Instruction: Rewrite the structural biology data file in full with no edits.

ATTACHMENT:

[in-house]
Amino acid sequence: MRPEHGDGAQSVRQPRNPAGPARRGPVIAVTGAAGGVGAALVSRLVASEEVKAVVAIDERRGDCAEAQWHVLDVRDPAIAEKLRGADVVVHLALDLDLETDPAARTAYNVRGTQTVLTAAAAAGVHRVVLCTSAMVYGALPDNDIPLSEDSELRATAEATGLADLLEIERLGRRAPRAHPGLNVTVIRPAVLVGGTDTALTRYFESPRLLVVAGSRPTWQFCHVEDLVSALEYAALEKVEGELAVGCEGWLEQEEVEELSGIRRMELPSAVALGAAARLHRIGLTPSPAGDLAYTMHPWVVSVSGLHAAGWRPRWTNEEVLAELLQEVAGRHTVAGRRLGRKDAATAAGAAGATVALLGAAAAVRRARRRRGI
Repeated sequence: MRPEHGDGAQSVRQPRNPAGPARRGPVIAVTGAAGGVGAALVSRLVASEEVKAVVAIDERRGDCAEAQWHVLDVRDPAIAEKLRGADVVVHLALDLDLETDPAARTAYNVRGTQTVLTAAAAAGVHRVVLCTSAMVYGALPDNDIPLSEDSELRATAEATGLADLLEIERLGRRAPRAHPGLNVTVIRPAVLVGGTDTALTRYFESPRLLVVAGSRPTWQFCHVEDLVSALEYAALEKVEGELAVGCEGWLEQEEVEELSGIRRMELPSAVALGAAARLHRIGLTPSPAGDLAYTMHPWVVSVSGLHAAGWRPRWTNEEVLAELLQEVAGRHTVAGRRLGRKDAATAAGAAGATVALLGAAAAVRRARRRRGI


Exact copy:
[in-house]
Amino acid sequence: MRPEHGDGAQSVRQPRNPAGPARRGPVIAVTGAAGGVGAALVSRLVASEEVKAVVAIDERRGDCAEAQWHVLDVRDPAIAEKLRGADVVVHLALDLDLETDPAARTAYNVRGTQTVLTAAAAAGVHRVVLCTSAMVYGALPDNDIPLSEDSELRATAEATGLADLLEIERLGRRAPRAHPGLNVTVIRPAVLVGGTDTALTRYFESPRLLVVAGSRPTWQFCHVEDLVSALEYAALEKVEGELAVGCEGWLEQEEVEELSGIRRMELPSAVALGAAARLHRIGLTPSPAGDLAYTMHPWVVSVSGLHAAGWRPRWTNEEVLAELLQEVAGRHTVAGRRLGRKDAATAAGAAGATVALLGAAAAVRRARRRRGI
Repeated sequence: MRPEHGDGAQSVRQPRNPAGPARRGPVIAVTGAAGGVGAALVSRLVASEEVKAVVAIDERRGDCAEAQWHVLDVRDPAIAEKLRGADVVVHLALDLDLETDPAARTAYNVRGTQTVLTAAAAAGVHRVVLCTSAMVYGALPDNDIPLSEDSELRATAEATGLADLLEIERLGRRAPRAHPGLNVTVIRPAVLVGGTDTALTRYFESPRLLVVAGSRPTWQFCHVEDLVSALEYAALEKVEGELAVGCEGWLEQEEVEELSGIRRMELPSAVALGAAARLHRIGLTPSPAGDLAYTMHPWVVSVSGLHAAGWRPRWTNEEVLAELLQEVAGRHTVAGRRLGRKDAATAAGAAGATVALLGAAAAVRRARRRRGI